-- An 84-year-old man recently completed a 700-mile walk to help raise money for a children's playground in the memorial park in Princeville, Illinois, he had built to honor his late wife.
The man, Dean Troutman, purchased 5.75 acres of land in 2011 to establish a park for his community in memory of wife Dorothy "Peggy" Troutman," who had passed away just a few months earlier in July of 2010 from Parkinson's disease at age 79, according to community leaders who spoke to ABC News.
The couple had been married for over 61 years and together for over 63.
"After she passed away, I wanted to do some kind of memorial for her, something that would last for a long time," Troutman told ABC News. "I thought, well, land is about the only thing that'll always be here, so I decided to buy a piece of land. I thought building a park for all ages would be a fitting memorial for her since she loved our community."
By this spring, the park boasted a Little League ball field, a football and soccer field, walking trails and picnic pavilions, Troutman said, but he realized it was missing one important thing: a children's playground.
"We ran out of money to build a playground, so I started thinking if I could walk to my nephew's house in Texas, maybe it'd bring enough attention to help raise some funds," he said.
His daughter-in-law, Amy Troutman, said she "thought he was crazy," so she worked with fellow community members, including Kelly Jenkins and Nate Rice, to find a safer way for him to raise money.
"I told him, 'Oh, Dean! You’re 84, and I don't know if you should do this," Jenkins, who chaired the committee to raise funds, said. "But we know him, and you can't slow that man down for anything. We came up with a compromise and said rather than walking down to Texas, why don't you just walk around Illinois and visit all the places you had memories with your wife."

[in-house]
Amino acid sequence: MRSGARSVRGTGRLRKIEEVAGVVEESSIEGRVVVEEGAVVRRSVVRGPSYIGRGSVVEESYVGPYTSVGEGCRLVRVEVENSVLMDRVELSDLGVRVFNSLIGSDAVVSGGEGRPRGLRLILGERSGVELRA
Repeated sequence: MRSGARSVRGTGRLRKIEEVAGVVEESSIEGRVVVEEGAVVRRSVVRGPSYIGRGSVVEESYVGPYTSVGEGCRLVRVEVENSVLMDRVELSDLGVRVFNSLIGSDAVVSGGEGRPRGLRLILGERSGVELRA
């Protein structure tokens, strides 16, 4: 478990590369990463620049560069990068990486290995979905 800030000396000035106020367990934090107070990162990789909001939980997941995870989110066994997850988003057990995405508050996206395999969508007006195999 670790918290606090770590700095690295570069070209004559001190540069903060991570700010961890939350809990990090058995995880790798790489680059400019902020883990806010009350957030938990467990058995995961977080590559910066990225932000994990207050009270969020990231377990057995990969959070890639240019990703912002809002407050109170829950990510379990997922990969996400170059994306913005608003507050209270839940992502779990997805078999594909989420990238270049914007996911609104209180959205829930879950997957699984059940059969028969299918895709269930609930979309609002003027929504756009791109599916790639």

With the help of local businesses including Running Central and Bushwhacker in Peoria, Illinois, Dean Troutman got proper shoes, clothing, backpack and gear for his 700-mile trek, community member Rice said.
He is a Peoria firefighter who worked with Jenkins and other community members to rally behind Troutman.
On April 21, all 750 kids from the community's school district sent Troutman off on his journey.
"I went alone, and I had my backpack and some basic supplies in a pet carrier I pushed," Troutman said. "I slept mostly in volunteer firehouses, a couple of church and town halls and a few times, under the stars."
Troutman said he walked about 10 miles a day, which was a slow pace for him.
"I visited my hometown growing up, where Peggy and I met and had dates on and eventually got married," he said. "It was wonderful, and it was so nice spending time with some of the people I hadn't seen for years."
He added that he "never doubted at any point" he wouldn't finish the trip.
Troutman finished on July 5, when he was greeted by hundreds of community members welcoming him back home. He said the trip raised over $70,000, and the playground was finished and opened Tuesday night.
"At one point we counted 48 kids, and the children have been loving it," Troutman said via cellphone while sitting on bench in the park. "I know Peggy would've loved it, too."
Troutman said he's still raising funds to finish up the park with "a few odds and ends," including bleachers and a scoreboard for the field.
"I'm just hoping I can see it all in my lifetime," he said.